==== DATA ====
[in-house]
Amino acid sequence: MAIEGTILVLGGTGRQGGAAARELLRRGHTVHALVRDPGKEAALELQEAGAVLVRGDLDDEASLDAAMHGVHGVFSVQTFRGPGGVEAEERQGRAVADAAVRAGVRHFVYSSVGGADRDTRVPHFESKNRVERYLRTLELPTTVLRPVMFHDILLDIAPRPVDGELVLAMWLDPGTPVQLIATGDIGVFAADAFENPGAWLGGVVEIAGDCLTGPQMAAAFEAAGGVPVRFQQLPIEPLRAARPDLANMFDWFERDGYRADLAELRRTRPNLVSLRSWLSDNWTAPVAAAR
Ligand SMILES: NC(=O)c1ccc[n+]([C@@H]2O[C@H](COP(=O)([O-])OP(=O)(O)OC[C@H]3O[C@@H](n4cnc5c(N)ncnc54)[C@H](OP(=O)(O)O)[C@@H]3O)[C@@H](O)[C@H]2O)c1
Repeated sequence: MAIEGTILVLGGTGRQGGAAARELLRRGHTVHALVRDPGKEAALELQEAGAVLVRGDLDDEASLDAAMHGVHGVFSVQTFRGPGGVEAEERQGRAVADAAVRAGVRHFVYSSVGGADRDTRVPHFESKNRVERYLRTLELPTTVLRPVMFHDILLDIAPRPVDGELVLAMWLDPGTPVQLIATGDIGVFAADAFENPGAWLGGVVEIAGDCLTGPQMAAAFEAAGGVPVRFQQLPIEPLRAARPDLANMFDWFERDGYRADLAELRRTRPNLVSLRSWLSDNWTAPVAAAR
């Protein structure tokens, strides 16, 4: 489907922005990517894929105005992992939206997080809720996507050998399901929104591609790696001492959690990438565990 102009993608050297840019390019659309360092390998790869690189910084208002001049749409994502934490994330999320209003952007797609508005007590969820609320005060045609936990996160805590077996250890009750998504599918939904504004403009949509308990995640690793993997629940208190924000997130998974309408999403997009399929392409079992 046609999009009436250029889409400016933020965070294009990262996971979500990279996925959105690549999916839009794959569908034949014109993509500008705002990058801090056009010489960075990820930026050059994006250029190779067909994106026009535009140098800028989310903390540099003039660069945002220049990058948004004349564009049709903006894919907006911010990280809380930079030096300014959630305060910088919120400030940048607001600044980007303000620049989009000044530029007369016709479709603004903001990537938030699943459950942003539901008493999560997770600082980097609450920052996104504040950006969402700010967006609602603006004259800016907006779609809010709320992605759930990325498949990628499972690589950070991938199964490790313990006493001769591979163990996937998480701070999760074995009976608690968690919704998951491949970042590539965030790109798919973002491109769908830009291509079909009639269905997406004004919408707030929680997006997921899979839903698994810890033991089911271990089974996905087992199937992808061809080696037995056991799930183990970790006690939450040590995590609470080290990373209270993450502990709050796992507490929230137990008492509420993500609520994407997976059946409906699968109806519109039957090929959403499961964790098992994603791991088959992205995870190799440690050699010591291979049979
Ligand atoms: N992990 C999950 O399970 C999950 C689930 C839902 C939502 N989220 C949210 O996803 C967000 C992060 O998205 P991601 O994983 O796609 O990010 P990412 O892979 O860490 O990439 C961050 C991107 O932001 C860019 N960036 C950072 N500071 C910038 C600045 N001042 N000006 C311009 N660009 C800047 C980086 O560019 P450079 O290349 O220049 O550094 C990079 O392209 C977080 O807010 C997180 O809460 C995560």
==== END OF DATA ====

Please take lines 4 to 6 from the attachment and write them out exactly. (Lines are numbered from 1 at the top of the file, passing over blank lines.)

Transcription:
Repeated sequence: MAIEGTILVLGGTGRQGGAAARELLRRGHTVHALVRDPGKEAALELQEAGAVLVRGDLDDEASLDAAMHGVHGVFSVQTFRGPGGVEAEERQGRAVADAAVRAGVRHFVYSSVGGADRDTRVPHFESKNRVERYLRTLELPTTVLRPVMFHDILLDIAPRPVDGELVLAMWLDPGTPVQLIATGDIGVFAADAFENPGAWLGGVVEIAGDCLTGPQMAAAFEAAGGVPVRFQQLPIEPLRAARPDLANMFDWFERDGYRADLAELRRTRPNLVSLRSWLSDNWTAPVAAAR
């Protein structure tokens, strides 16, 4: 489907922005990517894929105005992992939206997080809720996507050998399901929104591609790696001492959690990438565990 102009993608050297840019390019659309360092390998790869690189910084208002001049749409994502934490994330999320209003952007797609508005007590969820609320005060045609936990996160805590077996250890009750998504599918939904504004403009949509308990995640690793993997629940208190924000997130998974309408999403997009399929392409079992 046609999009009436250029889409400016933020965070294009990262996971979500990279996925959105690549999916839009794959569908034949014109993509500008705002990058801090056009010489960075990820930026050059994006250029190779067909994106026009535009140098800028989310903390540099003039660069945002220049990058948004004349564009049709903006894919907006911010990280809380930079030096300014959630305060910088919120400030940048607001600044980007303000620049989009000044530029007369016709479709603004903001990537938030699943459950942003539901008493999560997770600082980097609450920052996104504040950006969402700010967006609602603006004259800016907006779609809010709320992605759930990325498949990628499972690589950070991938199964490790313990006493001769591979163990996937998480701070999760074995009976608690968690919704998951491949970042590539965030790109798919973002491109769908830009291509079909009639269905997406004004919408707030929680997006997921899979839903698994810890033991089911271990089974996905087992199937992808061809080696037995056991799930183990970790006690939450040590995590609470080290990373209270993450502990709050796992507490929230137990008492509420993500609520994407997976059946409906699968109806519109039957090929959403499961964790098992994603791991088959992205995870190799440690050699010591291979049979
Ligand atoms: N992990 C999950 O399970 C999950 C689930 C839902 C939502 N989220 C949210 O996803 C967000 C992060 O998205 P991601 O994983 O796609 O990010 P990412 O892979 O860490 O990439 C961050 C991107 O932001 C860019 N960036 C950072 N500071 C910038 C600045 N001042 N000006 C311009 N660009 C800047 C980086 O560019 P450079 O290349 O220049 O550094 C990079 O392209 C977080 O807010 C997180 O809460 C995560």